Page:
Some people do not give enough recognition to black people that enjoy punk rock. Not at all am I saying this is everyone. But to those who feel the need to make others feel awkward, do you watch too many movies, or are you just uneducated? What I mean by that is, for example, we all know that early rock and roll was here because of sounds created by Black artists and musicians.

What I don’t understand is why, now, still in the year 2020, larger names in the punk rock industry still can’t draw in illustrations of black or darker-skinned people of color in posters for events like Punk Rock Bowling, for instance. I have even commented under an Instagram post where a woman in punk rock, is drawing people enjoying themselves in a punk rock environment on a canvas wall with liberty spikes, punk chicks, people skanking on the dance floor…but didn’t shade in one single body. Like, I go to so many punk and metal shows enough to know that there are enough black and POC people buying these tickets, and in their crowds supporting their music. When will women that look like me be acknowledged by a punk band to be the muse in their videos, and why not represent us? When I come across things like that, it makes me feel forgotten and left out to not even see the diversity.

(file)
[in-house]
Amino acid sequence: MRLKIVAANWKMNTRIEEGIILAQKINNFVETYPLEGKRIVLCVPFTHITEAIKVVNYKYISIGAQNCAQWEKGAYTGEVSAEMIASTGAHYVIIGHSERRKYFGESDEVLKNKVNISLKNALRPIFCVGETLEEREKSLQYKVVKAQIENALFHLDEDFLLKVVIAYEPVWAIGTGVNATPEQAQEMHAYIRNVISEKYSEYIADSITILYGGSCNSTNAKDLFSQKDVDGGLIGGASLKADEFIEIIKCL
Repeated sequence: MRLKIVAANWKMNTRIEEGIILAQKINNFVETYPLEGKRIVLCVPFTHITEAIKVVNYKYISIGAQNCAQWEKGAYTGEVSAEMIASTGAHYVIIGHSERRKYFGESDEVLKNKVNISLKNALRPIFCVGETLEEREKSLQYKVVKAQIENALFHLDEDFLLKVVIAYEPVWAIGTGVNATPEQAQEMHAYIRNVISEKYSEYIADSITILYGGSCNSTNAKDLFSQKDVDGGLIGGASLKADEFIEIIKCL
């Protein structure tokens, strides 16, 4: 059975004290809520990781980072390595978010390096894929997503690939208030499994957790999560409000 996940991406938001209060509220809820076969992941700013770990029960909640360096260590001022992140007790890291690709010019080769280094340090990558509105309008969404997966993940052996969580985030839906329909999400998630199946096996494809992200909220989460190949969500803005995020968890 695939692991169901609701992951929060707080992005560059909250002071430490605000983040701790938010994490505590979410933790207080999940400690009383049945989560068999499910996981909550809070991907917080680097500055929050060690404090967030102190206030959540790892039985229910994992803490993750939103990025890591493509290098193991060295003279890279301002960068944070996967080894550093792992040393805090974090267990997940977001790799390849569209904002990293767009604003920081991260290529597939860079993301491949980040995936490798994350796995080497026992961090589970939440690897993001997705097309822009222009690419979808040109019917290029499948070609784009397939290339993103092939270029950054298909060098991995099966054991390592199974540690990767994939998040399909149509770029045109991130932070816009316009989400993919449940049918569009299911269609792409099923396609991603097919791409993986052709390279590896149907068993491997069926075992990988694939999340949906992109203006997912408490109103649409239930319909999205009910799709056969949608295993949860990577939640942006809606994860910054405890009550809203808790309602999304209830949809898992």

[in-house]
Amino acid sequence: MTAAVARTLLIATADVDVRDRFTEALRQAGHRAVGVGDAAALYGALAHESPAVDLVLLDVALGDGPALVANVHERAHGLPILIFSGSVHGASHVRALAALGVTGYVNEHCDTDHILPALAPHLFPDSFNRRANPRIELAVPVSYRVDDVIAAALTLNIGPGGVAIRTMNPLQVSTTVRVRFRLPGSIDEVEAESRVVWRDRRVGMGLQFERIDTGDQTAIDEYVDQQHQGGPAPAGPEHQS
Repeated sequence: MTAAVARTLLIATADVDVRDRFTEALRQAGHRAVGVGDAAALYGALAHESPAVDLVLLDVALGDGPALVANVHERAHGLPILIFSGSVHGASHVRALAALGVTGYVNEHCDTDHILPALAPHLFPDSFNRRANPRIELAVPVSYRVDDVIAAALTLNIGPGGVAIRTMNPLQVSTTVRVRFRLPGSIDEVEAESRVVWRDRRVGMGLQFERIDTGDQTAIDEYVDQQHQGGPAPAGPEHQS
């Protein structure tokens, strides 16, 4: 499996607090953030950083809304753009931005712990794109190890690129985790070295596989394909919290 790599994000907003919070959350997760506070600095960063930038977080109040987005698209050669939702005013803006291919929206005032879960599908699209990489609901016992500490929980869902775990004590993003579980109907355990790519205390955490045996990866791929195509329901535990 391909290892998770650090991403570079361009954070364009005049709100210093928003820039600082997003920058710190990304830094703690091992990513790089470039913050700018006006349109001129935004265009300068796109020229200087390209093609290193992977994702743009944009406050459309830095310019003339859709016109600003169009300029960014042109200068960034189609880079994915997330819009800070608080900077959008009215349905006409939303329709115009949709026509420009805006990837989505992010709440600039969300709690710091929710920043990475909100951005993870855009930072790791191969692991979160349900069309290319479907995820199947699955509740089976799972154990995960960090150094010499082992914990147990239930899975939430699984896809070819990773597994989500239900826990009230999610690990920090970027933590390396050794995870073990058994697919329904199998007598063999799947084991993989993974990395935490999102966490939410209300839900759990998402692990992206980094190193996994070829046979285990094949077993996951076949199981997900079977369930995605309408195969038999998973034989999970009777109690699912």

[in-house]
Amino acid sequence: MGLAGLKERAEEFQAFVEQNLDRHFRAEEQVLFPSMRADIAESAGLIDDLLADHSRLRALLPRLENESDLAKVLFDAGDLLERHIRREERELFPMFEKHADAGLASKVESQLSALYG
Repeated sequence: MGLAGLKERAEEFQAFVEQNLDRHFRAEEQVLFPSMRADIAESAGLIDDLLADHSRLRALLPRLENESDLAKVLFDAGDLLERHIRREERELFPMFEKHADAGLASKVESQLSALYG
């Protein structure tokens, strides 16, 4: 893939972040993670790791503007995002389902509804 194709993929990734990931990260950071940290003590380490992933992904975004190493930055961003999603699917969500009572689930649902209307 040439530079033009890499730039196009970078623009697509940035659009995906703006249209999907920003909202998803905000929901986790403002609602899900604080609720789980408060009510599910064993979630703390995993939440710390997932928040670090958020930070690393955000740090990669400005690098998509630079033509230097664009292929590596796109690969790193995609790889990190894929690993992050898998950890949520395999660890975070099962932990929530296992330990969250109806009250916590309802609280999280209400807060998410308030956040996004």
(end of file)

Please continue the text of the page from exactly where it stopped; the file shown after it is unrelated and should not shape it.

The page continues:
But I couldn’t tell you how many times I’ve been told how “cool” it is that I love [punk] rock. I’m always left wondering, “Why is it so significantly cool for me, though a person of color, but a person, to enjoy music?” But it seems no one could really open their mouths to answer that for me.

Trust me, I know why, and I’m aware that when I get in mosh pits that I stand out more than the white girls in there with me. No one wants or expects praise for having fun like nobody’s watching, or validation for blowing off some steam in the middle of a show. But almost always, here’s a white guy or girl I don’t know with eyes so full of astonishment because I danced and handled my own.

It’s not YOUR music.

When I ask what’s the big fuss, no one is brave enough to say it was because they aren’t used to seeing a black woman throwing down harder than most guys. It’s okay to surprised, but not okay to single out.

That’s why I began listening to podcasts like Mable Syndrome and She’s a Punk. I wanted to seek out more women that are like me, or that are like-minded. To know there’s more people like me out there, just gives me a warm and hopeful feeling inside. Before I moved into the House of J with my boyfriend Jack and roommate/friend Jeffer, I must have been going damn near insane because I didn’t know where to start.

We’re creating a movement here in Houston that I finally, have some say on. I finally

have this purpose to make my younger self proud; contribute to the peace I’ve never had. I had no real friends except for my best friends since high school that I have to this day: Brenda, Gabby and Darius.

But I sought out for deeper acquaintances with various natures, because I’ve been ready to be a part of a community like this. I

get to value punk rock morals freely, mentally, recklessly.